January 19th, 1992

January 19th, 1992

San Francisco, California

I think to most people, California conjures up images of sunshine, palm trees, endless beaches and movie making, but I just came back from grabbing some tea and a muffin at the little place next door and I’m chilled to the bone! So much so that I jumped back into bed and piled on the extra blankets I found in the wardrobe.

We arrived yesterday afternoon and I managed to stay up ‘til ten last night which, considering we’re eight hours behind UK time, was pretty good. Still, no matter how late I stay up on this side of the world, I always wake up at some ridiculous hour feeling groggy and ravenous, hence the jaunt to the coffee shop!

Hopefully it’ll warm up today as a bunch of us are catching the boat over to Alcatraz.  Anna from my crew said it’s very eerie and the stories will make me shiver! I’m looking forward to seeing the place where Al Capone spent a chunk of his life but first, I might have to buy a coat!

 

December 31st, 1991

December 31st, 1991

Benalmadena, Spain

Mum was mightily surprised this afternoon, when she opened the door to find me standing there.

“Happy Anniversary!” I exclaimed, attempting not to drop the bag of Duty Free goodies, as Mum lunged at me for a hug.

“Tom! Tom!” She yelled. “C’mere!”

Dad was out on the balcony, his face turned to the sun.

“He can’t hear you, Mum, the door’s shut.”

“Och, yer a wee rascal,” she chuckled. “You should have told us you were coming.”

“Then it wouldn’t be a surprise,” I said, removing the bottles of Champagne and chocolates I bought at the airport.

“Ooohh,” Mum cooed, pointing to the cabinet behind me. “Glasses are in there. Did you just arrive?”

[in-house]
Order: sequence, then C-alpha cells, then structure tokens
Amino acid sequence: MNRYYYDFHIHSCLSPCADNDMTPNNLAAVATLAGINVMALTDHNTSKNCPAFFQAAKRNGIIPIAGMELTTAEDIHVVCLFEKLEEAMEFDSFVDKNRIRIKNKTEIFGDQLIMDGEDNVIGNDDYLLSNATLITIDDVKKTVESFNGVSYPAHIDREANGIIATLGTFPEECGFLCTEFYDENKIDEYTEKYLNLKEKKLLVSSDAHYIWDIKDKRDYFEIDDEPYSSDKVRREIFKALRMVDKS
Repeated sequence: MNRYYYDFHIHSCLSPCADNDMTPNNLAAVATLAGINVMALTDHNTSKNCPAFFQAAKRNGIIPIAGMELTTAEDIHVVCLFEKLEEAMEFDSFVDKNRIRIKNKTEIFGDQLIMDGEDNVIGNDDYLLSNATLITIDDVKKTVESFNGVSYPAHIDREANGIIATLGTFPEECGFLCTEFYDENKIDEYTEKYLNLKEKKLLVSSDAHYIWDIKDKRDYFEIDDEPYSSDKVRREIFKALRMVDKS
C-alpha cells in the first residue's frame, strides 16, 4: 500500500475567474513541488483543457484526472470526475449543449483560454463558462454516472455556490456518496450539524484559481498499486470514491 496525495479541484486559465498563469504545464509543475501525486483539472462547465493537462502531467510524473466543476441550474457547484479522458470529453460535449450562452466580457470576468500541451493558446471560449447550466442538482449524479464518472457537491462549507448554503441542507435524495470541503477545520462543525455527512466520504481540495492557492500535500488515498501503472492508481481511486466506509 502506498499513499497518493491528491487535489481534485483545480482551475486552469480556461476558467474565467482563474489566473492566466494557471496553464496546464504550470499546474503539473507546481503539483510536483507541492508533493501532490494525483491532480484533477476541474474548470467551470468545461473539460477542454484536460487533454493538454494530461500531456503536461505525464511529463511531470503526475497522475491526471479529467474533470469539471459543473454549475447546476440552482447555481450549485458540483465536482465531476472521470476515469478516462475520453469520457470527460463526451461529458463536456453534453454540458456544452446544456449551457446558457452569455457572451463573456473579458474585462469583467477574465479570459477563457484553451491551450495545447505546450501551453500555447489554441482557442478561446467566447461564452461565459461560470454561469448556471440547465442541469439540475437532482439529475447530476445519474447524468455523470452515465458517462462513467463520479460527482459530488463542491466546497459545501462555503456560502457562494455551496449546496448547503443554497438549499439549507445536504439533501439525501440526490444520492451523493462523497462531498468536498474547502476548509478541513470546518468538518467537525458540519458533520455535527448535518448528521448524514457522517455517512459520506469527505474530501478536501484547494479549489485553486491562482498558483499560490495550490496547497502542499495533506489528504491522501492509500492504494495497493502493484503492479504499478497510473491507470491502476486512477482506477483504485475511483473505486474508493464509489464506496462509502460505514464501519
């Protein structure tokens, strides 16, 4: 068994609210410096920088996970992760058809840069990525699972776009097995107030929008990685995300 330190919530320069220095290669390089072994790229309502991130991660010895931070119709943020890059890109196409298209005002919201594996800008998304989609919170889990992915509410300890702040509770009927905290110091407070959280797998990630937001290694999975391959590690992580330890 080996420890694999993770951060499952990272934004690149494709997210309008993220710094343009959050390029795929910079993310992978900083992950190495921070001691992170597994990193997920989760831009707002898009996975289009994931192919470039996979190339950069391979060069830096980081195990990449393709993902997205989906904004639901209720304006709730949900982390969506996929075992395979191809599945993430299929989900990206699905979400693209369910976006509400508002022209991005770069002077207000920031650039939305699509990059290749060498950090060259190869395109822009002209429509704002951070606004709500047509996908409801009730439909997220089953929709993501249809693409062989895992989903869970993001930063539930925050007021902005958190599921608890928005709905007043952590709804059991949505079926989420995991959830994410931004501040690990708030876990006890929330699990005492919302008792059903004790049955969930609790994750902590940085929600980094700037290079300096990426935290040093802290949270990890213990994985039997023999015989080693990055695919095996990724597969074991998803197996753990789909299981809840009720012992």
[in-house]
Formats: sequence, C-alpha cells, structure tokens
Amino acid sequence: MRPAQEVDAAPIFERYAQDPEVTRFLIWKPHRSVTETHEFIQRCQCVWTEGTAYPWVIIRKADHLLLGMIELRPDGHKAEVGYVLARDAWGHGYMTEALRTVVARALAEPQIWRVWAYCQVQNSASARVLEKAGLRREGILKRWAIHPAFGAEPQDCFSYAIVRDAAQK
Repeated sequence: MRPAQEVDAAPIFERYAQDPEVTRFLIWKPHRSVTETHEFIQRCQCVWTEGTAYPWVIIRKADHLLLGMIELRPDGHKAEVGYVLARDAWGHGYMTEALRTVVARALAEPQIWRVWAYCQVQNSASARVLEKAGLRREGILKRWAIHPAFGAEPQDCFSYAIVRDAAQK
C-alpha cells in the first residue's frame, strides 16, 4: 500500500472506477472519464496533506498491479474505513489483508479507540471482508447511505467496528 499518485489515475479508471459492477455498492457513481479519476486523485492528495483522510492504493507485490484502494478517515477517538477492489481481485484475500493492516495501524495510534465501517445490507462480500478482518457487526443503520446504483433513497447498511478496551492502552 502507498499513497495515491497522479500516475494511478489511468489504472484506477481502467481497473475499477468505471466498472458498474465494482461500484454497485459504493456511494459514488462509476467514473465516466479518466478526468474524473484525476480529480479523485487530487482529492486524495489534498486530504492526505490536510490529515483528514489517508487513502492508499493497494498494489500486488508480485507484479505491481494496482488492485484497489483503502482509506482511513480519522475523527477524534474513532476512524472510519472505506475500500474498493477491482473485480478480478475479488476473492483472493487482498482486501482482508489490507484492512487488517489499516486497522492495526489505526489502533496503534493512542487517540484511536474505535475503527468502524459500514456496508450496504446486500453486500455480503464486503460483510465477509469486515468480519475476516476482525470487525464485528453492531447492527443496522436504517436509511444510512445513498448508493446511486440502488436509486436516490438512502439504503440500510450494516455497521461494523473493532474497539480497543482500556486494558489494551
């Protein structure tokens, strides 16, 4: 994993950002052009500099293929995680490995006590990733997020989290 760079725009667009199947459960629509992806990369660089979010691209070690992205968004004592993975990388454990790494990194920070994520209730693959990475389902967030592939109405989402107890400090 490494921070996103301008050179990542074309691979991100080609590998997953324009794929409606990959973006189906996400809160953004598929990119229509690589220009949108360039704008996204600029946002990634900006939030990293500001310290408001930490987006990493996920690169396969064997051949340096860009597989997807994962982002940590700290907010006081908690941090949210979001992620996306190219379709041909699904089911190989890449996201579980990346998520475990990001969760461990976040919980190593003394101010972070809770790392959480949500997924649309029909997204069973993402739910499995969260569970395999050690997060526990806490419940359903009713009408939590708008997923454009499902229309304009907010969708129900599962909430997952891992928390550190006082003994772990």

“Uh-huh, the flight got in at half two.”

“Did you get the train?”

I nodded. “So easy isn’t it, and really inexpensive. Plus, you know me, I like to people watch.”

Mum squeezed me tightly. “Dad will be so happy to see you!”

“Looks like you’ve been enjoying the sun,” I said, just as the Champagne cork popped, making Mum jump. “Gets me every time,” she laughed as I filled the glasses, the bubbles fizzing away.

“The sound of celebration,” I said, keeping an eye on Dad as we crept in his direction.

Slowly, Mum opened the door and stepped outside as I remained out of view.

“Och, Champagne, now that’s fancy,” Dad said.

“Aye well, it’s no every day you celebrate twenty-five years of marriage,” Mum uttered, as I peered out to see her leaning in for a peck, before handing the glass to Dad.

“Where’s yours, Liz?”

“Right here,” I said, stepping into view.

A look of what I can only describe as astonishment flashed across Dad’s face. “Ya wee rascal,” he said, shooting up, wrapping me in a hug.

“That’s what Mum said!”

“You’re meant to be in New York.”

I shook my head. “Sorry, that was a white lie.”

We raised our glasses and clinked them together.

“Happy Anniversary to my lovely Mum and Dad, and here’s to many more!”

“Thank you, hen,” Dad smiled. “What a brilliant surprise.”

“Certainly is,” Mum said. “Oh, and Happy Hogmanay.”

“That’s right,” I said, looking at my watch. “Only eight hours of nineteen ninety-one remain!”

“Here’s to my two favourite lassies,” Dad said. “Here’s to us.”